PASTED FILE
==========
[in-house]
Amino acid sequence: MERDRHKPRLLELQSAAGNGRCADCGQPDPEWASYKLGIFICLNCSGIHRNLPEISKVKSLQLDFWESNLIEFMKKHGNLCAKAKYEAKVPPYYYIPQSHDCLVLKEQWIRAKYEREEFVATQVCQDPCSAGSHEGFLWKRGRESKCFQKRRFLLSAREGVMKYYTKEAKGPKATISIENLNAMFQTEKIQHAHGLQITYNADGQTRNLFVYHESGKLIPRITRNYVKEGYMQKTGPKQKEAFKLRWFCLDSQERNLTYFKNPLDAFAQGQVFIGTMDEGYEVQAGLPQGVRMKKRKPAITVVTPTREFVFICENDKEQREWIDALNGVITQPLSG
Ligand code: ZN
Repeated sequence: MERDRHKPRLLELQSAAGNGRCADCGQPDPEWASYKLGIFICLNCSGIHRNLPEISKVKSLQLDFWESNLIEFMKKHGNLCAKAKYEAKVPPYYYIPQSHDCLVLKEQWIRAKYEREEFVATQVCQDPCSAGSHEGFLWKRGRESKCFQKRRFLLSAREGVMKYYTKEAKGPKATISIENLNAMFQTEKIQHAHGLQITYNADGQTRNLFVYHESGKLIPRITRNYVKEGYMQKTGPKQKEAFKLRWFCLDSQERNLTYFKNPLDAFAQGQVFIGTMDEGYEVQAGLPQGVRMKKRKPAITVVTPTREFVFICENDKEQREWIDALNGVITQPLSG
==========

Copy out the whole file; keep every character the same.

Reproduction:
[in-house]
Amino acid sequence: MERDRHKPRLLELQSAAGNGRCADCGQPDPEWASYKLGIFICLNCSGIHRNLPEISKVKSLQLDFWESNLIEFMKKHGNLCAKAKYEAKVPPYYYIPQSHDCLVLKEQWIRAKYEREEFVATQVCQDPCSAGSHEGFLWKRGRESKCFQKRRFLLSAREGVMKYYTKEAKGPKATISIENLNAMFQTEKIQHAHGLQITYNADGQTRNLFVYHESGKLIPRITRNYVKEGYMQKTGPKQKEAFKLRWFCLDSQERNLTYFKNPLDAFAQGQVFIGTMDEGYEVQAGLPQGVRMKKRKPAITVVTPTREFVFICENDKEQREWIDALNGVITQPLSG
Ligand code: ZN
Repeated sequence: MERDRHKPRLLELQSAAGNGRCADCGQPDPEWASYKLGIFICLNCSGIHRNLPEISKVKSLQLDFWESNLIEFMKKHGNLCAKAKYEAKVPPYYYIPQSHDCLVLKEQWIRAKYEREEFVATQVCQDPCSAGSHEGFLWKRGRESKCFQKRRFLLSAREGVMKYYTKEAKGPKATISIENLNAMFQTEKIQHAHGLQITYNADGQTRNLFVYHESGKLIPRITRNYVKEGYMQKTGPKQKEAFKLRWFCLDSQERNLTYFKNPLDAFAQGQVFIGTMDEGYEVQAGLPQGVRMKKRKPAITVVTPTREFVFICENDKEQREWIDALNGVITQPLSG